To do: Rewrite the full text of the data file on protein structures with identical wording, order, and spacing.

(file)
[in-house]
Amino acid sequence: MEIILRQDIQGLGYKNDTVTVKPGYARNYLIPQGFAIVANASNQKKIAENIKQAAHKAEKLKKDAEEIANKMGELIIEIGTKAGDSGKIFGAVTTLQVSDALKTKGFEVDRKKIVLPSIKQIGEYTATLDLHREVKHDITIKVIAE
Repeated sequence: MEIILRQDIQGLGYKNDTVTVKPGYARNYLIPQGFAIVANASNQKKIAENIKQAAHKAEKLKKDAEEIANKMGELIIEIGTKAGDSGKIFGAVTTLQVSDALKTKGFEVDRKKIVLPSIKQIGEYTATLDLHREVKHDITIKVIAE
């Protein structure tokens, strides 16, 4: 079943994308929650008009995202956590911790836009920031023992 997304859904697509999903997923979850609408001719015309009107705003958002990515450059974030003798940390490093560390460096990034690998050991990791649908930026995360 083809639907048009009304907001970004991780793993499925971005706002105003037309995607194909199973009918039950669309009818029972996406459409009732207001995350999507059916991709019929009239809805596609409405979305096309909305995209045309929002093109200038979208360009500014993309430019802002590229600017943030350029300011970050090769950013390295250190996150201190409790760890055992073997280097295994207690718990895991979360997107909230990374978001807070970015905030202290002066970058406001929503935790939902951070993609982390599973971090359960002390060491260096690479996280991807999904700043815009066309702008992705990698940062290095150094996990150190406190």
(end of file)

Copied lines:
[in-house]
Amino acid sequence: MEIILRQDIQGLGYKNDTVTVKPGYARNYLIPQGFAIVANASNQKKIAENIKQAAHKAEKLKKDAEEIANKMGELIIEIGTKAGDSGKIFGAVTTLQVSDALKTKGFEVDRKKIVLPSIKQIGEYTATLDLHREVKHDITIKVIAE
Repeated sequence: MEIILRQDIQGLGYKNDTVTVKPGYARNYLIPQGFAIVANASNQKKIAENIKQAAHKAEKLKKDAEEIANKMGELIIEIGTKAGDSGKIFGAVTTLQVSDALKTKGFEVDRKKIVLPSIKQIGEYTATLDLHREVKHDITIKVIAE
């Protein structure tokens, strides 16, 4: 079943994308929650008009995202956590911790836009920031023992 997304859904697509999903997923979850609408001719015309009107705003958002990515450059974030003798940390490093560390460096990034690998050991990791649908930026995360 083809639907048009009304907001970004991780793993499925971005706002105003037309995607194909199973009918039950669309009818029972996406459409009732207001995350999507059916991709019929009239809805596609409405979305096309909305995209045309929002093109200038979208360009500014993309430019802002590229600017943030350029300011970050090769950013390295250190996150201190409790760890055992073997280097295994207690718990895991979360997107909230990374978001807070970015905030202290002066970058406001929503935790939902951070993609982390599973971090359960002390060491260096690479996280991807999904700043815009066309702008992705990698940062290095150094996990150190406190």